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. Last Updated: 07/27/2016

Investment Tracked in UN Report

GENEVA -- Foreign direct investment in the former communist world topped $46 billion at mid-1996, up 60 percent from a year earlier, with countries that are reforming faster getting the lion's share, according to a United Nations report.

Hungary ranked number one in foreign direct investment in transitional economies with a cumulative $13.9 billion, followed by Poland with $9.1 billion, the report by the UN Economic Commission for Europe, or ECE, said.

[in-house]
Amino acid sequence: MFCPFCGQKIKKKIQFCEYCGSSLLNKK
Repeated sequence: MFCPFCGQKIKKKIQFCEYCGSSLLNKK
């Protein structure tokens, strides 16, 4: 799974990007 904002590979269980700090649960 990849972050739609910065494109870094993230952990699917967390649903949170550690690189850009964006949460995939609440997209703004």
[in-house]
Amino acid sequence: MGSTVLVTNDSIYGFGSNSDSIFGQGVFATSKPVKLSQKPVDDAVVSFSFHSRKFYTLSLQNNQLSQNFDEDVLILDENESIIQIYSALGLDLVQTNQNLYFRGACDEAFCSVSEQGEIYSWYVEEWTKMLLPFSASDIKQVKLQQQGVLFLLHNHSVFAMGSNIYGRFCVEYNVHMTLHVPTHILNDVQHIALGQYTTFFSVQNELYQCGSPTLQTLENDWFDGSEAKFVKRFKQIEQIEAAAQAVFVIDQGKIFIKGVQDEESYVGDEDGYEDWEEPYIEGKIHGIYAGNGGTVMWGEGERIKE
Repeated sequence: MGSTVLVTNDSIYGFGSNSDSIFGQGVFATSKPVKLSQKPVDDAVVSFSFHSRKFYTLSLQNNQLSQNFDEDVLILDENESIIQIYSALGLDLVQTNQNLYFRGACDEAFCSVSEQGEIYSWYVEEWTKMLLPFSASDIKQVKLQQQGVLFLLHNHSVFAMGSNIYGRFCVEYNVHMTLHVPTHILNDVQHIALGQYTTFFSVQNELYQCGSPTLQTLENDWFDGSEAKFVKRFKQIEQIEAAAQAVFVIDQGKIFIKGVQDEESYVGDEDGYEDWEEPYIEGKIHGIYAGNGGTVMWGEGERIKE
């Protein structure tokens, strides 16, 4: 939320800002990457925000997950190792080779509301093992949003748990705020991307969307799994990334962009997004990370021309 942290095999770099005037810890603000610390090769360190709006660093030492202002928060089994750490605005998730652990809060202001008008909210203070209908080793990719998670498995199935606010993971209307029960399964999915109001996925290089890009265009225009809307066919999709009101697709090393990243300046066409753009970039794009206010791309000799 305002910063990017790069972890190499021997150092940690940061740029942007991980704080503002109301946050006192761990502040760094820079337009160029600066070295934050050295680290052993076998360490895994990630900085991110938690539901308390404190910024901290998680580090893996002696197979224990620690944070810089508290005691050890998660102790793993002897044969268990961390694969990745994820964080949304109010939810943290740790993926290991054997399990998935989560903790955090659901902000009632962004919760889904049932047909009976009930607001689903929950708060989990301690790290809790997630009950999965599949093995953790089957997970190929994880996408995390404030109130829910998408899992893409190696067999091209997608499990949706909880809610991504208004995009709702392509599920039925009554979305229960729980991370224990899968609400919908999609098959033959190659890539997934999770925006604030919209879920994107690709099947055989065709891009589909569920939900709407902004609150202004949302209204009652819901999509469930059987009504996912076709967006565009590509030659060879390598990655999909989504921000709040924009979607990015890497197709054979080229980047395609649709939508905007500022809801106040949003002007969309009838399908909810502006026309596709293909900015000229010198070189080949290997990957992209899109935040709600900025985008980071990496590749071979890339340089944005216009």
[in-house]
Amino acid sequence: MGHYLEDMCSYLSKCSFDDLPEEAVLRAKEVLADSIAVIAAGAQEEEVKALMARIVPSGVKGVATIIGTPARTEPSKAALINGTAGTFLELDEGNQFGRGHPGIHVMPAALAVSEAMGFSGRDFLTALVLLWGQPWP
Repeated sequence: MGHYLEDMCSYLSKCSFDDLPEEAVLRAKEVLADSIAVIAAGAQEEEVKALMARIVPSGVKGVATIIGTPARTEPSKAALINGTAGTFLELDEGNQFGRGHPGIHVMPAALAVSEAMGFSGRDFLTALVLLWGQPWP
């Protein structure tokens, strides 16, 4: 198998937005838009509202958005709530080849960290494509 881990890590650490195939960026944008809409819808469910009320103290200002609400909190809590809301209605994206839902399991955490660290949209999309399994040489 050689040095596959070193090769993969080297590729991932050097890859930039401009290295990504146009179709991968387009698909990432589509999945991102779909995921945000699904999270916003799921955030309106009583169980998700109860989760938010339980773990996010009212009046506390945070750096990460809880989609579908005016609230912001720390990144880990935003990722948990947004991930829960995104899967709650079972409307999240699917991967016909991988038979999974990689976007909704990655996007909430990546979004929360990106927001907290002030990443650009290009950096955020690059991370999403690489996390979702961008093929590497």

The ECE, a specialized UN agency for economic cooperation in Europe, said Hungary now accounted for 30 percent of total foreign direct investments in the ex-communist world, followed by Poland with a 17 percent share.

Russia came in third with a 13 percent share, just ahead of the Czech Republic's 12 percent.

Although tiny by Western standards, the per capita share of foreign direct investment in transitional economies more than doubled to $135 at the start of 1996 from $60 at the start of 1994, the ECE said.

At the bottom of the league, per capita foreign investment was just $17 in Ukraine and $20 in Moldova. In the former Soviet Union, Russia led foreign direct investments with $6.6 billion as of 1996, said the report.